The ‘New Yorker’ gets Kipling wrong

A hundred years ago today, John Kipling died at Loos. The New Yorker has marked the anniversary with an article by Nina Martyris which is not bad till it gets near the end, when she gives us a paragraph that repeats some standard myths, and therefore gets a great deal wrong:

If any question why we died,
Tell them, because our fathers lied.

The lies that Kipling had in mind were the half-truths and distortions that the country’s politicians and opinion-makers had resorted to at a time of war, in order to stir up a blood-and-khaki belligerence. Kipling himself had slyly fanned the worst rumors of German atrocities in Belgium. But the ulcerating guilt captured in that brutal couplet calls to mind something else that Kipling did: pull strings to get John a commission, after John had twice been rejected on account of weak eyesight. In doing so, Kipling had oiled open the backdoor to the slaughterhouse that was the Western Front and sneaked in his only son.

To unpick this paragraph’s assumptions:
The couplet almost certainly does not say what Ms Martyris wants it to say. For Kipling, men like John were dying in this war because pre-war politicians had not worked hard to prevent it. In his view, if Britain had built up a large army before the war, and let the Germans know that it would be used in case of conflict, the Kaiser would not have sought war. For Kipling, the pre-war Liberal government had shamefully avoided spending enough on the Armed Forces, preferring to finance Lloyd George’s social reforms instead.
Kipling satirised what he saw as the blindness of the Liberals to the national interest again, in ‘ Natural Theology’, a poem of 1919 in which a ‘Progressive’ is made to say:

Money spent on an Army or Fleet
Is homicidal lunacy…
My son has been killed in the Mons retreat,
Why is the Lord afflicting me?

Kipling’s relationship with government propaganda was complex. As I pointed out in my recent Kipling Journal article, Masterman, who ran the Wellington House propaganda organisation at the start of the war, distrusted Kipling as a wild card, liable to be too vociferous; the gentlemanly Masterman preferred to keep his propaganda high-minded and civilised (things changed later in the war when Northcliffe took over).
As for lying in his propagandist writing, Kipling, like many others, had to consider how far he should dissemble for the sake of his country. In ‘The Fringes of the Fleet’ he changed operational details whose revelation might have assisted the enemy (For example, his account situated certain ships in a harbour different from the one where they were actually based.) In December 1915, though, when he was asked to write about cruisers engaged on blockade work, he felt that the task would have forced him to write dishonestly, and he refused the assignment, writing to Admiral Slade:

When I wrote the Fringes of the Fleet I did no disservice by not telling things that the censor would not have passed. With the Cruiser Patrol it is otherwise. The public has been so fogged and fooled over the conduct of the War, that I cannot use my pen to add to their confusion, by telling them the partial truths which are all that the Government intends them to know.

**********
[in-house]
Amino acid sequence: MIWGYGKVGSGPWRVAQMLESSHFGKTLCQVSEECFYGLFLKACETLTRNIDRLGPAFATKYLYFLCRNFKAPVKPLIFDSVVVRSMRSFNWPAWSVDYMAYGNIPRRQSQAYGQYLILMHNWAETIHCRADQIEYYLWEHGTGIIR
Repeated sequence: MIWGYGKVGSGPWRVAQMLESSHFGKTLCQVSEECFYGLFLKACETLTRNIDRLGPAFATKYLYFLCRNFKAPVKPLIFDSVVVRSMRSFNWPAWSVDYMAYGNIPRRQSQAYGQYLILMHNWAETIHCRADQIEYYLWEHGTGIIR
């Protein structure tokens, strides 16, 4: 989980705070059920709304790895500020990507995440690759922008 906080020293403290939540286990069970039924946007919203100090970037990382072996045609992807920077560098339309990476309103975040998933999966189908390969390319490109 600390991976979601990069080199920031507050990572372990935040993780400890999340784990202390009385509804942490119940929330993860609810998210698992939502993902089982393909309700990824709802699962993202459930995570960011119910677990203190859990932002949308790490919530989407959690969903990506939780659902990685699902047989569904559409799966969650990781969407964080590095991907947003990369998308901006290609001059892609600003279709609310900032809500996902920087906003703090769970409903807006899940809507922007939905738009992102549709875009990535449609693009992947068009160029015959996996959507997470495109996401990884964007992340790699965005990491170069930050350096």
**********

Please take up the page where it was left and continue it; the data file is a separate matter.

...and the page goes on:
So he was no unthinking propagandist, nor a push-over for the authorities.
As for atrocities – well, the Germans actually did commit atrocities against civilians in Belgium and Northern France, and as a matter of policy. (These have been reassessed by such historians as Alan Kramer and Larry Zuckerman). Like many others in Britain, Kipling was made angry and indignant by reports of these. We now know that some of the early reports were exaggerated, but this is usual in wars. Most of us today are horrified by recent reports of atrocities by ISIS and Boko Haram. Are all the reports we hear true? Some are based on rumour, and others are spread by people with an axe to grind. Possibly future historians will determine that some of the stories we now believe are less than completely accurate. But that does not mean that horrors have not taken place, or that it is not right to oppose these foul organisations. Today we might be uncomfortable with Kipling’s assumption that Germans committed atrocities because they were Germans, and we might be disturbed by the intensity of his dislike. But was his indignation totally misplaced?
Then there is the allegation that when Kipling wangled his son into the Irish Guards he wangled his death. I wrote about this a long while ago, when I commented on Helen Dunmore’s complacent poem blaming Kipling for his son’s death.
Evidence suggests that John was a strong-willed young man, unlikely to be steamrollered into anything by his father (In a letter of early 1914, Kipling had written: ‘You are quite right in what you say about his being old for his years, but what can one do?’). When his application for a commission was initially turned down by other regiments because of his eyesight (the Army became much less choosy later in the war) might the alternative to his father’s seeking a commission for him have been enlistment as a private (where standards were less stringent)?
A month after John’s death, Kipling wrote to his cousin Stanley Baldwin about a visit from Stanley’s son, Oliver, who was ‘very keen to join the Irish Guards “as John did”.’ Kipling says he said ‘nothing to persuade him that way.’ but pointed out that if Oliver underwent officer’s training, there would be no likelihood of him being sent out before 1918, ‘and that ought to mean the army of occupation’. Was some similar hope in Kipling’s mind when he got John into the Irish Guards in 1914? He might not have believed those who said the whole thing would be over by Christmas, but he might have hoped.
Oliver Baldwin’s reaction when he was ordered to France with the Irish Guards in 1918 is worth recording:

One afternoon when I was paddling in the pond and the sun was shining its happiest, the telegram arrived. I capered round the lawn with joy, for at last the great adventure had begun, One of the family had fallen. I was the avenger. I never thought for a minute of being killed.